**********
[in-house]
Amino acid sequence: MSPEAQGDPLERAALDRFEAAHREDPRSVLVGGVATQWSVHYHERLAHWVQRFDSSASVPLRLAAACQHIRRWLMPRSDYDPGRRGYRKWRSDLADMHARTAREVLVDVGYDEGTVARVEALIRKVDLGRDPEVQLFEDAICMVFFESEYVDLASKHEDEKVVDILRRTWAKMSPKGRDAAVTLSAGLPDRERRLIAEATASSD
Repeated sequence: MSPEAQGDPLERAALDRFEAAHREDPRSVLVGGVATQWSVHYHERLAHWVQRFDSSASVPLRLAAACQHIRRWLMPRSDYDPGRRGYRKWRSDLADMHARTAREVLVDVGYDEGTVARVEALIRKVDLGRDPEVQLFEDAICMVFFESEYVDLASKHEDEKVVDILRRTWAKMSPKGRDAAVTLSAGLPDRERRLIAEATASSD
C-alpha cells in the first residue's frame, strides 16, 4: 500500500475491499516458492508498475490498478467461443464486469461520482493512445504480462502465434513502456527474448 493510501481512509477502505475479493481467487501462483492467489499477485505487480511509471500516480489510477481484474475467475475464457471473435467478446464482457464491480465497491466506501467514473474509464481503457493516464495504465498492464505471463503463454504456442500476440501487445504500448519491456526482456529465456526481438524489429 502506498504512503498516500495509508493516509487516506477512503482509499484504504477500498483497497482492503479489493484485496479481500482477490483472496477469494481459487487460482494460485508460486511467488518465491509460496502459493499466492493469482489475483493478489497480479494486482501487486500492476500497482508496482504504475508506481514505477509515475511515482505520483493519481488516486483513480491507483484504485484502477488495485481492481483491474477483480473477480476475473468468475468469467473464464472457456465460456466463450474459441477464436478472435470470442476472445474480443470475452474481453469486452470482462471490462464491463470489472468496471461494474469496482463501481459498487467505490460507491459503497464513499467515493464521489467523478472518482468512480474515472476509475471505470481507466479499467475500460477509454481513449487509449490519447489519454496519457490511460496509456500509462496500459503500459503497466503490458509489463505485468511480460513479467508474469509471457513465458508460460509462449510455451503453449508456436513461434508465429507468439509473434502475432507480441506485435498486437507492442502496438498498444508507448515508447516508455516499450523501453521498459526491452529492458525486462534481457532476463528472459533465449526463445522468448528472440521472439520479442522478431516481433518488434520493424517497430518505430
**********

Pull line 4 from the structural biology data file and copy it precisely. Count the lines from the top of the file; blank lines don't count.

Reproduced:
C-alpha cells in the first residue's frame, strides 16, 4: 500500500475491499516458492508498475490498478467461443464486469461520482493512445504480462502465434513502456527474448 493510501481512509477502505475479493481467487501462483492467489499477485505487480511509471500516480489510477481484474475467475475464457471473435467478446464482457464491480465497491466506501467514473474509464481503457493516464495504465498492464505471463503463454504456442500476440501487445504500448519491456526482456529465456526481438524489429 502506498504512503498516500495509508493516509487516506477512503482509499484504504477500498483497497482492503479489493484485496479481500482477490483472496477469494481459487487460482494460485508460486511467488518465491509460496502459493499466492493469482489475483493478489497480479494486482501487486500492476500497482508496482504504475508506481514505477509515475511515482505520483493519481488516486483513480491507483484504485484502477488495485481492481483491474477483480473477480476475473468468475468469467473464464472457456465460456466463450474459441477464436478472435470470442476472445474480443470475452474481453469486452470482462471490462464491463470489472468496471461494474469496482463501481459498487467505490460507491459503497464513499467515493464521489467523478472518482468512480474515472476509475471505470481507466479499467475500460477509454481513449487509449490519447489519454496519457490511460496509456500509462496500459503500459503497466503490458509489463505485468511480460513479467508474469509471457513465458508460460509462449510455451503453449508456436513461434508465429507468439509473434502475432507480441506485435498486437507492442502496438498498444508507448515508447516508455516499450523501453521498459526491452529492458525486462534481457532476463528472459533465449526463445522468448528472440521472439520479442522478431516481433518488434520493424517497430518505430